Idaho Shakespeare's 2022 season brings timeless love stories, familiar favorites and a few surprises
As so many of us reflect on the year that was 2021, there’s even better reason to look forward to 2022 and see what it has to offer, particularly in the arts world. And the Idaho Shakespeare Festival might have the ideal tonic for the soul: Much Ado About Nothing.
“It’s a real exploration of what is the truth, both for us emotionally, but how easily we are deceived by each other in what should be an obvious truth,” said Charlie Fee, ISF production artistic director, who will also direct Much Ado, the festival’s first production of the 2022 season.
Fee visited with Morning Edition host George Prentice to preview the new season, and all of the risks and rewards that his company of artists have navigated this past year.
“The whole company is back together, because that’s where we live … in those rehearsal rooms and in our theaters together.”Charlie Fee
Read the full transcript below:
GEORGE PRENTICE: It is Morning Edition on Boise State Public Radio News. Good morning. I'm George Prentice. There is one big item left on our To-Do list for 2021, and that is to embrace 2022. To paraphrase the late Stephen Sondheim, we are still here. And as long as we are, we have the Idaho Shakespeare Festival. So let's welcome back a good friend to this program. Charlie Fee is producing artistic director at Idaho Shakespeare Charlie. Good morning.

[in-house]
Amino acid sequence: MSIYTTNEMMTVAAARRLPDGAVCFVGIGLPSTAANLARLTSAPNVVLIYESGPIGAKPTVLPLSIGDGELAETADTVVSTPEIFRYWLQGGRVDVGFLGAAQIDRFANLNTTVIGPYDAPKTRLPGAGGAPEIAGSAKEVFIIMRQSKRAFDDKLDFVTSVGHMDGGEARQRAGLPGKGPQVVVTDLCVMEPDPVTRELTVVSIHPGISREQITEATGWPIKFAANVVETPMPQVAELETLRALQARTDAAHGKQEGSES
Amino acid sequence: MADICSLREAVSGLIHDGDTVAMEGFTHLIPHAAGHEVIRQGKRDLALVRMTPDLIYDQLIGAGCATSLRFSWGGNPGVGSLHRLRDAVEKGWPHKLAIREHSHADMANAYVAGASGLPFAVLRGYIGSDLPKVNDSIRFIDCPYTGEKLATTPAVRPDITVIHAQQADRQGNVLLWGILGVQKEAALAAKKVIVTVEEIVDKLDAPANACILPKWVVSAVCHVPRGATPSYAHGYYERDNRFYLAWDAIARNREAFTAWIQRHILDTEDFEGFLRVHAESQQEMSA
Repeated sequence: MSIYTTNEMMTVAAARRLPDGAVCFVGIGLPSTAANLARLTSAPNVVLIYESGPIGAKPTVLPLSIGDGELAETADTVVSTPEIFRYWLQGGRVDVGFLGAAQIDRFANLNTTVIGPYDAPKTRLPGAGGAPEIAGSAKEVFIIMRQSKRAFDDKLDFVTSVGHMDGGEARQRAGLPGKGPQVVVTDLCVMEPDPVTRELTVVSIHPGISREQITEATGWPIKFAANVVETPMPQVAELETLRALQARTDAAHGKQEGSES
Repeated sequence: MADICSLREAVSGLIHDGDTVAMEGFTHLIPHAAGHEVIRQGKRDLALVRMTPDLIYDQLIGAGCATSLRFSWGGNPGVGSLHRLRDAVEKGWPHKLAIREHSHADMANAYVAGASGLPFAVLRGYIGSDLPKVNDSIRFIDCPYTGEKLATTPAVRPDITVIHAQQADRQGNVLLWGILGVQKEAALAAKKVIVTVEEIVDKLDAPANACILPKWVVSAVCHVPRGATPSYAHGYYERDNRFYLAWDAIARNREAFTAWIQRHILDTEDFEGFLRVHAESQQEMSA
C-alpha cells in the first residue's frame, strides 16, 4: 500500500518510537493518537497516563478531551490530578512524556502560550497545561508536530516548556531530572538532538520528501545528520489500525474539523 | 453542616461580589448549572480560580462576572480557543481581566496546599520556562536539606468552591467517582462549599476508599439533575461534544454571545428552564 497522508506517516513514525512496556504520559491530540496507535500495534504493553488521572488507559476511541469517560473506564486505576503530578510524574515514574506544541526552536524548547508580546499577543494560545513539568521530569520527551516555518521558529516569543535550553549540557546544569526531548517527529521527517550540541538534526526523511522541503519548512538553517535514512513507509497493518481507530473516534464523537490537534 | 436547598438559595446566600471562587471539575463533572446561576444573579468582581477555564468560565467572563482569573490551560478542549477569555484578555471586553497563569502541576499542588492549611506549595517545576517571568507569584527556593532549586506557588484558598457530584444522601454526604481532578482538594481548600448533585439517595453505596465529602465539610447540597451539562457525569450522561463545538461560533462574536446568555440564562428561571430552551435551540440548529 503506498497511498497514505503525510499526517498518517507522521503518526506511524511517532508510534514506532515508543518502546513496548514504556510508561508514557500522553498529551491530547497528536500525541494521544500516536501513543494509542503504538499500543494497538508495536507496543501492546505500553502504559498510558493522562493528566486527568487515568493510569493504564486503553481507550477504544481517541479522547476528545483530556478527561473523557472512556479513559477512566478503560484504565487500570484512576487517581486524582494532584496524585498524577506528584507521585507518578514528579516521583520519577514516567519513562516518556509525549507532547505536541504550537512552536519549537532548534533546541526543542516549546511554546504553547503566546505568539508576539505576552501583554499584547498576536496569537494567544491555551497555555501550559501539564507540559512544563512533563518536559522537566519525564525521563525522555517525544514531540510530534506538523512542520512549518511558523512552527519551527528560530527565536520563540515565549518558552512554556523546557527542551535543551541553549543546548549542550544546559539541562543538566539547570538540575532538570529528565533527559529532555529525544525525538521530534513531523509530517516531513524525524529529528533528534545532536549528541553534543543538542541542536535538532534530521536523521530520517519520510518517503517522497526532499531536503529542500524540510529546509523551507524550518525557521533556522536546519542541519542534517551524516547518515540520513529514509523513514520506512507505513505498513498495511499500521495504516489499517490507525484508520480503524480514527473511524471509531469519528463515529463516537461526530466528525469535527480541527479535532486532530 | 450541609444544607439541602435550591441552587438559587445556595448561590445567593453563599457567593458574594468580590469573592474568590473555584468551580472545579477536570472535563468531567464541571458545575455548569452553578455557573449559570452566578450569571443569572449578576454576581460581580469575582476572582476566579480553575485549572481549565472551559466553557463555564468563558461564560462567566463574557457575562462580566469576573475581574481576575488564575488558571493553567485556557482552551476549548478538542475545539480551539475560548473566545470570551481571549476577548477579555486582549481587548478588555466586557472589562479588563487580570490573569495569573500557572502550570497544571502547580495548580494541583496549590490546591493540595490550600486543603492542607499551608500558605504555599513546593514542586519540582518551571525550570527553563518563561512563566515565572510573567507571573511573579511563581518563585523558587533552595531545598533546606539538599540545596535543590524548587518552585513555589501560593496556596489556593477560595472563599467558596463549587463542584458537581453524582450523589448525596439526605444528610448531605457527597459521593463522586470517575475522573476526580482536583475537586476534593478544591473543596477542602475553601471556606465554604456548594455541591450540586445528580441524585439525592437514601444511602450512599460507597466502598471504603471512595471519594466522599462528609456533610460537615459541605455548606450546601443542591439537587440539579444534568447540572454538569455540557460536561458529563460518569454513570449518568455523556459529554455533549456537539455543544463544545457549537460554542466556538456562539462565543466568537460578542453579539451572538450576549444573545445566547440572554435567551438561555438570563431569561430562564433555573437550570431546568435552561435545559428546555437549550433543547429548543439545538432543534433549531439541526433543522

CHARLES FEE: Good morning, George. Thank you so much and it's great to hear you and thank you especially for bringing in a quote from Stephen Sondheim The great, great Stephen Sondheim. You know, we've done several of the Sondheim productions and we're planning several more in the years to come, and he's really an inspiration to all of us. He's sort of… we often think of him as our contemporary Shakespeare.
PRENTICE: Absolutely: an exploration of themes unimagined, and yet, when realized on the stage, it's as if those stories were always out there waiting for us.
FEE: Yeah. And Sondheim's language, you know, his poetry is so wonderful, accessible, dense, surprising. He's always got the trick rhyme in there, and he's just fantastic. Anyway, glad to hear Sondheim's name this morning. Thank you, George.
PRENTICE: We're here to preview your 2022 season, and it is quite exciting for a number of reasons. The first is the fact that up top will be the wonderful Much Ado About Nothing…which I see you will direct.
FEE: Absolutely. And you know, it's only the second time I've directed Much Ado in my 30 year tenure at Idaho Shakespeare Festival, I did. It was, I think, my third season. I directed Much Ado, and it's really along with Midsummer Night's Dream… Those are my two favorite comedies. We were one week away from opening Much Ado in Cleveland on March 13th of 2020, when everything was shut down.
PRENTICE: Wow, I've been thinking about Much Ado lately and its themes: What is true? What is right? What is light versus darkness? What prevails? All inside this classic story of love, I also find great relevance.
FEE: It's a really surprising romantic comedy because it's filled with what the kind of darkness in terms of our own behavior toward each other. And as you say, it's a real exploration of what is the truth, both for us emotionally, but how easily we are deceived by each other in what should be an obvious truth.
PRENTICE: Can you talk a little bit about your decision to mount two musicals next season.